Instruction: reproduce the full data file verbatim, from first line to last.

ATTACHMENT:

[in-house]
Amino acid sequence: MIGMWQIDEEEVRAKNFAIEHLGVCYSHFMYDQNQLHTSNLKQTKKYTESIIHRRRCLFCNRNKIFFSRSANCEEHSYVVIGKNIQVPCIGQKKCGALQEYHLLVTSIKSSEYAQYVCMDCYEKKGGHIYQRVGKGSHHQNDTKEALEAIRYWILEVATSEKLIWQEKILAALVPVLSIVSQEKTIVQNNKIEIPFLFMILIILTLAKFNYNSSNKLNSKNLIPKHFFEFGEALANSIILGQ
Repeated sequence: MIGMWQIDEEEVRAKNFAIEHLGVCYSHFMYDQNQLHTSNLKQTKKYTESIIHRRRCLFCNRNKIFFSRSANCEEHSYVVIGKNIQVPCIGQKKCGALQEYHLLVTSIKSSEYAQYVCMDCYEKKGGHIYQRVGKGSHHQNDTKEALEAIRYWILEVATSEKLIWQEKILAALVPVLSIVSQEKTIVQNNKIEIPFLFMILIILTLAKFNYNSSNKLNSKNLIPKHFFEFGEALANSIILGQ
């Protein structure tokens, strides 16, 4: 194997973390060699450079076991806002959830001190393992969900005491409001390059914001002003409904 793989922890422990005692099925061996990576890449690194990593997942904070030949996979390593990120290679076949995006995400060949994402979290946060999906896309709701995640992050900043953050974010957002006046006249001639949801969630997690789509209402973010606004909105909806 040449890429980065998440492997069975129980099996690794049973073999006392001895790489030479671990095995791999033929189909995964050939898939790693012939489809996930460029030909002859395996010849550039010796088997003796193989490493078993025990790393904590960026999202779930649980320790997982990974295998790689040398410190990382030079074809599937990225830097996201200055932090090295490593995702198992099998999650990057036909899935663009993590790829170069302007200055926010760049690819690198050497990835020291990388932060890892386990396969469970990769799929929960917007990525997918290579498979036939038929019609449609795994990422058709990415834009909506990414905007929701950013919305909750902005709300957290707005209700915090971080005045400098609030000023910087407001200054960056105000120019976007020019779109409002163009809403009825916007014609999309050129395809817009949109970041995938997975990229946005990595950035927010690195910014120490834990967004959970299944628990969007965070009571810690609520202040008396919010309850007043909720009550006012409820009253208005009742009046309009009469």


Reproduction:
[in-house]
Amino acid sequence: MIGMWQIDEEEVRAKNFAIEHLGVCYSHFMYDQNQLHTSNLKQTKKYTESIIHRRRCLFCNRNKIFFSRSANCEEHSYVVIGKNIQVPCIGQKKCGALQEYHLLVTSIKSSEYAQYVCMDCYEKKGGHIYQRVGKGSHHQNDTKEALEAIRYWILEVATSEKLIWQEKILAALVPVLSIVSQEKTIVQNNKIEIPFLFMILIILTLAKFNYNSSNKLNSKNLIPKHFFEFGEALANSIILGQ
Repeated sequence: MIGMWQIDEEEVRAKNFAIEHLGVCYSHFMYDQNQLHTSNLKQTKKYTESIIHRRRCLFCNRNKIFFSRSANCEEHSYVVIGKNIQVPCIGQKKCGALQEYHLLVTSIKSSEYAQYVCMDCYEKKGGHIYQRVGKGSHHQNDTKEALEAIRYWILEVATSEKLIWQEKILAALVPVLSIVSQEKTIVQNNKIEIPFLFMILIILTLAKFNYNSSNKLNSKNLIPKHFFEFGEALANSIILGQ
């Protein structure tokens, strides 16, 4: 194997973390060699450079076991806002959830001190393992969900005491409001390059914001002003409904 793989922890422990005692099925061996990576890449690194990593997942904070030949996979390593990120290679076949995006995400060949994402979290946060999906896309709701995640992050900043953050974010957002006046006249001639949801969630997690789509209402973010606004909105909806 040449890429980065998440492997069975129980099996690794049973073999006392001895790489030479671990095995791999033929189909995964050939898939790693012939489809996930460029030909002859395996010849550039010796088997003796193989490493078993025990790393904590960026999202779930649980320790997982990974295998790689040398410190990382030079074809599937990225830097996201200055932090090295490593995702198992099998999650990057036909899935663009993590790829170069302007200055926010760049690819690198050497990835020291990388932060890892386990396969469970990769799929929960917007990525997918290579498979036939038929019609449609795994990422058709990415834009909506990414905007929701950013919305909750902005709300957290707005209700915090971080005045400098609030000023910087407001200054960056105000120019976007020019779109409002163009809403009825916007014609999309050129395809817009949109970041995938997975990229946005990595950035927010690195910014120490834990967004959970299944628990969007965070009571810690609520202040008396919010309850007043909720009550006012409820009253208005009742009046309009009469």